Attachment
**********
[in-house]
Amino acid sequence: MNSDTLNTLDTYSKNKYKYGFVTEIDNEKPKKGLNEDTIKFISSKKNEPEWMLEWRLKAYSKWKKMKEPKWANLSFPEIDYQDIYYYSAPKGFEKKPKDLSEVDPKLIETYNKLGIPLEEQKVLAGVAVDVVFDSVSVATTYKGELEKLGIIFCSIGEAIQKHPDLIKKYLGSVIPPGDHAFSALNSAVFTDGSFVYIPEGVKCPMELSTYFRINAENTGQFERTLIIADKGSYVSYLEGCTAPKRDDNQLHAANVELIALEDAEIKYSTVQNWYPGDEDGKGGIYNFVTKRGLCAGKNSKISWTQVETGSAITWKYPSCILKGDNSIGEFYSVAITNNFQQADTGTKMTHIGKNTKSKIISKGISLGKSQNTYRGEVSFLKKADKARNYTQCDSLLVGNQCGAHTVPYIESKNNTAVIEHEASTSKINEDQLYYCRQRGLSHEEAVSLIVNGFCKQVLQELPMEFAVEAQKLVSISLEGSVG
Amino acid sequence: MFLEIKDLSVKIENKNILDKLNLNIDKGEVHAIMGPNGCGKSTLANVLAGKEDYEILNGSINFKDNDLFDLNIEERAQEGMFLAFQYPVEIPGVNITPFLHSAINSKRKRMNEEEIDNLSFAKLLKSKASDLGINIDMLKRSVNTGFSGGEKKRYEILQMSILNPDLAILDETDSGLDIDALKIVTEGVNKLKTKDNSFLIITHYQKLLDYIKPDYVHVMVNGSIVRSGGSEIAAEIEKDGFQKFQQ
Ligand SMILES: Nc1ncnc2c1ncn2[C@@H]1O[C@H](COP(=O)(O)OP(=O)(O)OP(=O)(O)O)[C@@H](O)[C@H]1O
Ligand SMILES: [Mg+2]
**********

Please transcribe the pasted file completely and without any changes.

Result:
[in-house]
Amino acid sequence: MNSDTLNTLDTYSKNKYKYGFVTEIDNEKPKKGLNEDTIKFISSKKNEPEWMLEWRLKAYSKWKKMKEPKWANLSFPEIDYQDIYYYSAPKGFEKKPKDLSEVDPKLIETYNKLGIPLEEQKVLAGVAVDVVFDSVSVATTYKGELEKLGIIFCSIGEAIQKHPDLIKKYLGSVIPPGDHAFSALNSAVFTDGSFVYIPEGVKCPMELSTYFRINAENTGQFERTLIIADKGSYVSYLEGCTAPKRDDNQLHAANVELIALEDAEIKYSTVQNWYPGDEDGKGGIYNFVTKRGLCAGKNSKISWTQVETGSAITWKYPSCILKGDNSIGEFYSVAITNNFQQADTGTKMTHIGKNTKSKIISKGISLGKSQNTYRGEVSFLKKADKARNYTQCDSLLVGNQCGAHTVPYIESKNNTAVIEHEASTSKINEDQLYYCRQRGLSHEEAVSLIVNGFCKQVLQELPMEFAVEAQKLVSISLEGSVG
Amino acid sequence: MFLEIKDLSVKIENKNILDKLNLNIDKGEVHAIMGPNGCGKSTLANVLAGKEDYEILNGSINFKDNDLFDLNIEERAQEGMFLAFQYPVEIPGVNITPFLHSAINSKRKRMNEEEIDNLSFAKLLKSKASDLGINIDMLKRSVNTGFSGGEKKRYEILQMSILNPDLAILDETDSGLDIDALKIVTEGVNKLKTKDNSFLIITHYQKLLDYIKPDYVHVMVNGSIVRSGGSEIAAEIEKDGFQKFQQ
Ligand SMILES: Nc1ncnc2c1ncn2[C@@H]1O[C@H](COP(=O)(O)OP(=O)(O)OP(=O)(O)O)[C@@H](O)[C@H]1O
Ligand SMILES: [Mg+2]